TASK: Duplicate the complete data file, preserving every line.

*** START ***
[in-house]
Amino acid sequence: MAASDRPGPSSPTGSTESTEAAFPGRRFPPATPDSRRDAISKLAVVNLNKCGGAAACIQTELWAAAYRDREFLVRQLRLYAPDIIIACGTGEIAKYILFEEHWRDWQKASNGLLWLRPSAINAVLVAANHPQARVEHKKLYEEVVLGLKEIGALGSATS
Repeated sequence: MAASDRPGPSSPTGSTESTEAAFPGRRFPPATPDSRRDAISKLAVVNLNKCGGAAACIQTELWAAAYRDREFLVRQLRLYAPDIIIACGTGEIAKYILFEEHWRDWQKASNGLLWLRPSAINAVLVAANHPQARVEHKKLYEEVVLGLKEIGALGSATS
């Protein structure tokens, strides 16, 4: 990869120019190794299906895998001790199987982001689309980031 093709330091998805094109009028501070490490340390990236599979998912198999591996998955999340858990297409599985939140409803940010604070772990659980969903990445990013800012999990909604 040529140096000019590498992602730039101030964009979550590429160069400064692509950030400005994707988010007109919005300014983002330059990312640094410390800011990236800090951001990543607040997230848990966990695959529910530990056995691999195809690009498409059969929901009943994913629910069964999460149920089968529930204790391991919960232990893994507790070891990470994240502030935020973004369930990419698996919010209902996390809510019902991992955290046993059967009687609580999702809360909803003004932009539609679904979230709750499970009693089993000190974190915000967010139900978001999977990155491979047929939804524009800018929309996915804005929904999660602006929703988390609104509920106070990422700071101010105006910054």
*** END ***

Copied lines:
[in-house]
Amino acid sequence: MAASDRPGPSSPTGSTESTEAAFPGRRFPPATPDSRRDAISKLAVVNLNKCGGAAACIQTELWAAAYRDREFLVRQLRLYAPDIIIACGTGEIAKYILFEEHWRDWQKASNGLLWLRPSAINAVLVAANHPQARVEHKKLYEEVVLGLKEIGALGSATS
Repeated sequence: MAASDRPGPSSPTGSTESTEAAFPGRRFPPATPDSRRDAISKLAVVNLNKCGGAAACIQTELWAAAYRDREFLVRQLRLYAPDIIIACGTGEIAKYILFEEHWRDWQKASNGLLWLRPSAINAVLVAANHPQARVEHKKLYEEVVLGLKEIGALGSATS
């Protein structure tokens, strides 16, 4: 990869120019190794299906895998001790199987982001689309980031 093709330091998805094109009028501070490490340390990236599979998912198999591996998955999340858990297409599985939140409803940010604070772990659980969903990445990013800012999990909604 040529140096000019590498992602730039101030964009979550590429160069400064692509950030400005994707988010007109919005300014983002330059990312640094410390800011990236800090951001990543607040997230848990966990695959529910530990056995691999195809690009498409059969929901009943994913629910069964999460149920089968529930204790391991919960232990893994507790070891990470994240502030935020973004369930990419698996919010209902996390809510019902991992955290046993059967009687609580999702809360909803003004932009539609679904979230709750499970009693089993000190974190915000967010139900978001999977990155491979047929939804524009800018929309996915804005929904999660602006929703988390609104509920106070990422700071101010105006910054």